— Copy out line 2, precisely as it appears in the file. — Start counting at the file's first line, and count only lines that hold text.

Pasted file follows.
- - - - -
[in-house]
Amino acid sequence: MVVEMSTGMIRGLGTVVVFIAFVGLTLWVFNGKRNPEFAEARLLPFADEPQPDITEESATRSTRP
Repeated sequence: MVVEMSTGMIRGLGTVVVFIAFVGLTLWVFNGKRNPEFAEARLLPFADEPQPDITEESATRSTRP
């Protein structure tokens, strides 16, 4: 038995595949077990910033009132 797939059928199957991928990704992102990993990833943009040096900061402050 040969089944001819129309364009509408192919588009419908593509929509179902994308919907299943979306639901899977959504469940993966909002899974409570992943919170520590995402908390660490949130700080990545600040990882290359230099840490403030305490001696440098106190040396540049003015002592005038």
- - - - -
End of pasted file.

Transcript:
Amino acid sequence: MVVEMSTGMIRGLGTVVVFIAFVGLTLWVFNGKRNPEFAEARLLPFADEPQPDITEESATRSTRP